... This speculation has been partly supported by a recent publication showing that an Ent conjugate vaccine inhibited Salmonella colonization in mice (18). Nevertheless, in this recent study, the preparation of the Ent conjugate was lengthy and complicated and required the addition of a linker to Ent for its conjugation with carrier protein (18). In addition, the Ent-specific immune response was weak upon immunization of mice with the Ent conjugate (i.e., a Ͻ4-fold increase in Ent-specific antibodies) (18), highlighting the need to develop new type of Ent conjugate that is capable of inducing high levels of Ent-specific antibodies. ...
Article
Ent-mediated high-affinity iron acquisition is a universal and critical contributor for Gram-negative pathogens to survive and infect hosts. Published information has supported an innovative immune intervention strategy that directly targets Ent to starve pathogens by limiting the availability of iron to be utilized. Compared to a recently published Ent conjugate, there are three advantages of the vaccine described in this study: ease of preparation, induction of high titer of anti-Ent IgG, and the ability of Ent-specific antibodies to bind various Ent derivatives, including the salmochelins that help enteric pathogens evade sequestration of siderophores by host lipocalins. In addition, the Ent-specific antibodies were demonstrated to function similarly to lipocalin to interfere with the Ent-dependent growth of Campylobacter and E. coli under iron-restricted conditions. This study has significant potential for broader applications to prevent and control various Gram-negative infections in humans and animals.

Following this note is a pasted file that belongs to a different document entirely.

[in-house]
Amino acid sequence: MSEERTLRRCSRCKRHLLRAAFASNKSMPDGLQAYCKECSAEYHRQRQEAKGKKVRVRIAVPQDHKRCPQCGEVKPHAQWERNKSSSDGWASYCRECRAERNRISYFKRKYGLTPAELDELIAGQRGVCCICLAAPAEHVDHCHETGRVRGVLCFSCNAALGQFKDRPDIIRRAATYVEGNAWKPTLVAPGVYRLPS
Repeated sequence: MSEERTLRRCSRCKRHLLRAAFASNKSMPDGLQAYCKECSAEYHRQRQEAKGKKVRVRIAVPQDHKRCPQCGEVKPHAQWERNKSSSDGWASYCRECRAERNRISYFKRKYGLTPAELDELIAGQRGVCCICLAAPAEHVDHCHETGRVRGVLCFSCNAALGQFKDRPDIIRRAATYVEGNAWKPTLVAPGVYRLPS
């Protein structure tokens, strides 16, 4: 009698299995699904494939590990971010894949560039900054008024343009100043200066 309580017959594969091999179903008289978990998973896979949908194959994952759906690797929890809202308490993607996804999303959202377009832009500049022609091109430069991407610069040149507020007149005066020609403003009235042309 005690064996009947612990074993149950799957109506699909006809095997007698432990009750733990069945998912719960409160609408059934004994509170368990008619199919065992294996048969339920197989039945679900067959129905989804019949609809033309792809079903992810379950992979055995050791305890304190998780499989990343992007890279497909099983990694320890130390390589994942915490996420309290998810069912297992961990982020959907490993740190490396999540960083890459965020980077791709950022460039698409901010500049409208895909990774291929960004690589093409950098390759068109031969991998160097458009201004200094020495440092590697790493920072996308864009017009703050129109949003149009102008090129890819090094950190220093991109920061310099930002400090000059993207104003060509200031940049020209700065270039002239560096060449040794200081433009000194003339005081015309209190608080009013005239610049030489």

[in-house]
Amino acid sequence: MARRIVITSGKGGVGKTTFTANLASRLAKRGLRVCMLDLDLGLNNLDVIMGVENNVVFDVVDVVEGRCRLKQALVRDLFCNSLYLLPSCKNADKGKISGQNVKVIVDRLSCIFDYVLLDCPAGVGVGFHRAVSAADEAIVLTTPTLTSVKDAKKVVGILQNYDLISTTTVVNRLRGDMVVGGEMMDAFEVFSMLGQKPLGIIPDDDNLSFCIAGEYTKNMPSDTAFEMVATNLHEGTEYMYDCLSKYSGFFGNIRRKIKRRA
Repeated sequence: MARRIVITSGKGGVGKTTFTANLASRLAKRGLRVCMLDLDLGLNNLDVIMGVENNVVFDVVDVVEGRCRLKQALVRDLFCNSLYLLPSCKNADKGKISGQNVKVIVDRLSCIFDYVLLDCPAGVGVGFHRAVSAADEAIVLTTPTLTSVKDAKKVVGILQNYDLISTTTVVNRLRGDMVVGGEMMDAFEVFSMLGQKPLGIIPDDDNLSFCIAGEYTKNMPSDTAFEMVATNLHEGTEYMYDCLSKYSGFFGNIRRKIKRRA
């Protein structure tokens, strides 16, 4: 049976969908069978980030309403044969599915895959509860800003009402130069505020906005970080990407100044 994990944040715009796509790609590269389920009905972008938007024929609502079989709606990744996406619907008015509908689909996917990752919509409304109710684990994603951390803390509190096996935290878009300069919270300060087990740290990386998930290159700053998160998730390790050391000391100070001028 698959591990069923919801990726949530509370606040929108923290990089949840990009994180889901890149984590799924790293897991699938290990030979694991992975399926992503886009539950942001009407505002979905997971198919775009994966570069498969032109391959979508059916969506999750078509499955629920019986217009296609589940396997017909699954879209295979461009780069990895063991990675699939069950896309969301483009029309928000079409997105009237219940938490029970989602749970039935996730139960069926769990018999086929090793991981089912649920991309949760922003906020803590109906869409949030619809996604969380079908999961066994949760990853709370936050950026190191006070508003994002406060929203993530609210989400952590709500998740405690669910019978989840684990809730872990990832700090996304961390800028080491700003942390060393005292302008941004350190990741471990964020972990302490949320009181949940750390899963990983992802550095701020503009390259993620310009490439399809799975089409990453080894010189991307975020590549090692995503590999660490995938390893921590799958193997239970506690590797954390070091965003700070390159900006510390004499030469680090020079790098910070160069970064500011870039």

... 13 As an example, immunogenic activity derived from cholera toxin-conjugated siderophores protected mice from Salmonella infection. 148 Furthermore, improved GI localization of metronidazole by conjugation to reutericyclin from Lactobacillus improved outcomes in a hamster model of CDI. 148,149 It is important to continue to improve targeted delivery mechanisms to the GI tract such that collateral damage to the human and microbiome are minimized. ...